Photo: Joe Raedle / Getty Images

Total employee compensation in the U.S. rose in the fourth quarter of last year and marked the highest year-over-year gain since 2008, Bloomberg reports. Private-sector wages and salaries also rose 2.8% in Q4, continuing the upward trend.

Why it matters: "The latest year-over-year increase in compensation indicates employers are making more generous offers as they compete for workers in the tightening labor market," Bloomberg's Sho Chandra writes.

The backdrop: U.S. businesses hired at a solid pace in January, AP reports, thanks to gains in service firms like hotels, restaurants, retail, education, and health businesses. Meanwhile, the unemployment rate has remained at 4.1% over the last three months.

Go deeper

Ina Fried, author of Login
9 mins ago - Technology

Candidates go online to cut through debate noise

Photo: Saul Loeb/AFP via Getty Images

While President Trump and Joe Biden fought to be heard in a rowdy debate Tuesday, both campaigns sought to draw digital battle lines and occupy online turf they could have all to themselves.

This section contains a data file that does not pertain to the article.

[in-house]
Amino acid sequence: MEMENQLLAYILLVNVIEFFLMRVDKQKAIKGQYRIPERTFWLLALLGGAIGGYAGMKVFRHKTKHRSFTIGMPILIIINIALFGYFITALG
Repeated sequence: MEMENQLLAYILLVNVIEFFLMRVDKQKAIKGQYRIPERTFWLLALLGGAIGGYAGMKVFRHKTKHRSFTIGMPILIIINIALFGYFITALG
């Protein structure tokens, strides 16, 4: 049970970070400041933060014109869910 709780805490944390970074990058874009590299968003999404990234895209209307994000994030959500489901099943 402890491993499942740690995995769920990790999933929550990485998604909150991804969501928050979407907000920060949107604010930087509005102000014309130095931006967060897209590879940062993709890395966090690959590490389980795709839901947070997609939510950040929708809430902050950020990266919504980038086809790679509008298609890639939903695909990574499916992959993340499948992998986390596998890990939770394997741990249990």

The big picture: Trump's impulsive Twitter style made a shambles of the debate format, but online the candidates were able to find niches where they couldn't be interrupted — and could motivate their supporters to donate, organize and turn out to vote.

Ben Geman, author of Generate
54 mins ago - Energy & Environment

Shell plans up to 9,000 job cuts by 2022

A Shell station in Brazil. Photo: Rafael Henrique/SOPA Images/LightRocket via Getty Images

Royal Dutch Shell will shed up to 9,000 jobs as it undergoes a long-term restructuring around climate-friendly energy sources and continues to grapple with the coronavirus pandemic that has battered the oil industry.

Why it matters: The cuts could amount to over 10% of the company's global workforce, which was 83,000 at the end of 2019.

Caitlin Owens, author of Vitals
1 hour ago - Health

The coronavirus' alarming impact on the body

Illustration: Eniola Odetunde/Axios

Scientists are racing to learn more about the damage the novel coronavirus can do to the heart, lungs and brain.

Why it matters: It’s becoming increasingly clear that some patients struggle with its health consequences — and costs — far longer than a few weeks.

Get Axios AM in your inbox

Catch up on coronavirus stories and special reports, curated by Mike Allen everyday

Please enter a valid email.

Subscription failed
Thank you for subscribing!